Cortisol: The Stress Hormone and Its Role in Health

Understanding Cortisol

Cortisol is a type of steroid hormone mainly made in the adrenal cortex. It follows a daily cycle, peaking in the early morning and reaching its lowest around midnight and early morning. Its levels increase in response to low blood sugar, physical activity, and stress, which is why it's often called the "stress hormone".

It's important to distinguish normal cortisol changes due to stress from actual health problems. Too much or too little cortisol can be harmful. Having normal cortisol levels is important for our body's health.

Functions of Cortisol

Cortisol plays a significant role in maintaining general homeostasis. Here are some of the key functions it performs:

  1. Glucose Metabolism: In early fasting conditions, cortisol stimulates gluconeogenesis and glycogenolysis, exerting a hyperglycemic action similar to glucagon, catecholamines, and GH. It also counteracts insulin. In late fasting, it may stimulate hepatic glycogen synthesis.

  2. Immune System Suppression: Cortisol suppresses the immune system, which is useful in controlling inflammation.

  3. Regulation of Fat and Protein Metabolism: Cortisol regulates fat and protein metabolism, often acting as a -lytic. Excessively high and prolonged levels can reduce muscle uptake of amino acids, facilitate proteolysis, and inhibit proteosynthesis in the same tissue, and promote adipose lipolysis.

  4. Bone and Tissue Health: Cortisol seems to inhibit the ossification and synthesis of collagen, which may lead to skeletal rarefaction and tissue degeneration.

  5. Regulation of Renal Filtration: Cortisol increases the renal filtration rate and excretion of phosphate and potassium, sodium, and water retention.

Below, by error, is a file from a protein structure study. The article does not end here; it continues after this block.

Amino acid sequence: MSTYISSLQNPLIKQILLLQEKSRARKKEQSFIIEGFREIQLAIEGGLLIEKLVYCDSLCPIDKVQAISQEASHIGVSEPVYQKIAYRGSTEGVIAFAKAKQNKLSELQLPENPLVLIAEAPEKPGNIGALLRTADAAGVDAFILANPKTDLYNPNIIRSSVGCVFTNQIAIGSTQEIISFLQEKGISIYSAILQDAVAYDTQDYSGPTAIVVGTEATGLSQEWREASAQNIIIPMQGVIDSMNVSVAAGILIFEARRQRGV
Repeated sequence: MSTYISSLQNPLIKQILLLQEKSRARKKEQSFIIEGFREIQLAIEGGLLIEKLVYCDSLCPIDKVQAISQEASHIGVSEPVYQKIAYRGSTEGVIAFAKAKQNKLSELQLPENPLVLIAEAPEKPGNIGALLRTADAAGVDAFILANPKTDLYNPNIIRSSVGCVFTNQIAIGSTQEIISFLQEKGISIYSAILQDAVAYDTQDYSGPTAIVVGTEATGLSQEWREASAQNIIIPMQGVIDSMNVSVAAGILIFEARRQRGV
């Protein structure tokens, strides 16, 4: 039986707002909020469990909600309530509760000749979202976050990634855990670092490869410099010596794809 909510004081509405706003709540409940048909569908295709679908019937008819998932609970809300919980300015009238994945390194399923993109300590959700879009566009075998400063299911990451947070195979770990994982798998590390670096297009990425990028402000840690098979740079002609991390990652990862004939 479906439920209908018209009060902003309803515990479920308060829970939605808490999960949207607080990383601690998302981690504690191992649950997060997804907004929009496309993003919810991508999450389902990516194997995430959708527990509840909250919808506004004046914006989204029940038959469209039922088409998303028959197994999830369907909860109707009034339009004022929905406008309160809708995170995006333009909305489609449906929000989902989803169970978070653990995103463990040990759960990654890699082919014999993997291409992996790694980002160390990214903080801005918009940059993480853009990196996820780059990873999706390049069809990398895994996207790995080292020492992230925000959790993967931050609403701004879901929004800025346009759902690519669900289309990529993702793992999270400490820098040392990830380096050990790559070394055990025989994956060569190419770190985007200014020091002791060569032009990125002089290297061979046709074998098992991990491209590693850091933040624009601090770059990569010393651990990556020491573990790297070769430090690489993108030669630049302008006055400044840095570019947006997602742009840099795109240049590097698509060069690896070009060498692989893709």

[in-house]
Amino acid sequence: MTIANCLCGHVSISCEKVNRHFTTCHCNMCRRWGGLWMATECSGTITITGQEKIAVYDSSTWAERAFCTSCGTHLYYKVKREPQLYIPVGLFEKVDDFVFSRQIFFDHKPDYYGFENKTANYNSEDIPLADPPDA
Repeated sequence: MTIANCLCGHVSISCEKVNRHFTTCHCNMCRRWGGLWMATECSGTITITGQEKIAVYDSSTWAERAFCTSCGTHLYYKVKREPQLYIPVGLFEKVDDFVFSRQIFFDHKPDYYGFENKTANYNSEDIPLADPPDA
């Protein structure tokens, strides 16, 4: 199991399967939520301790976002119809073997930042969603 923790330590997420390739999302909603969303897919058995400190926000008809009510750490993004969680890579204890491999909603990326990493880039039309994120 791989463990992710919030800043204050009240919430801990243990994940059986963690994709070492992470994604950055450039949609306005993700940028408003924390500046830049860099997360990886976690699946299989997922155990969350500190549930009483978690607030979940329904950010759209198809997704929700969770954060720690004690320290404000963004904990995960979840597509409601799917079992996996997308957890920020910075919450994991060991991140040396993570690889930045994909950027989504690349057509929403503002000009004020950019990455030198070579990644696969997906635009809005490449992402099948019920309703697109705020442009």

6. Digestive Health: Cortisol increases the production of hydrochloric acid in the stomach.

  7. Memory Formation: In synergy with adrenaline, cortisol works to create memories of short-term emotional events.

Factors Influencing Cortisol Levels

Cortisol levels can increase due to several physiological or paraphysiological factors such as viral infections, caffeine intake, sleep deprivation, intense or prolonged aerobic exercise, serious trauma or stressful events, and alcohol abuse.

Excessive and prolonged stress can lead to high levels of circulating cortisol, creating an allostatic load. Chronic and severe excess cortisol is known as hypercortisolism, which can be primary or secondary.

Consequences of Excess Cortisol

Excess cortisol can lead to various health problems, including hyperglycemia and peripheral insulin resistance, increased amino acids in the bloodstream, increased muscle catabolism due to proteolysis, reduction of muscle proteosynthesis, reduction of collagen synthesis, reduction of osteosynthesis and predisposition to osteoporosis, increased wound healing time, and damage to the cells of the hippocampus.

Cortisol Deficiency

Cortisol deficiency can be paraphysiological or pathological. Serious conditions of hypocortisolism include primary hypocortisolism or Addison's disease, Nelson's syndrome, secondary hypocortisolism or pituitary tumor, and Sheehan syndrome.

There are also factors that can reduce cortisol levels in the blood, such as post-resistance exercise, magnesium supplementation, omega-3 fatty acids, fish oil, music therapy, relaxing massages, laughter and humor, dance, Withania somnifera root extract (ashwagandha), and high-dose ascorbic acid (vitamin C).

Cortisol and Physical Exercise

During physical activity, cortisol levels temporarily increase and then return to normal as the individual returns to rest. This oscillation produces health benefits, strengthening the immune system, memory, appetite control, weight loss, energy levels, inflammation levels, sexual health, and more.

However, when physical activity is prolonged or performed too frequently without adequate recovery, it can lead to chronic stress, with consequent fatigue, compromised sleep, easy weight gain, mood drop, and reduced performance. Therefore, the objective of proper training management should be to avoid chronic excess or deficiency of cortisol, maintaining normal fluctuations in response to stressful situations and recovery.

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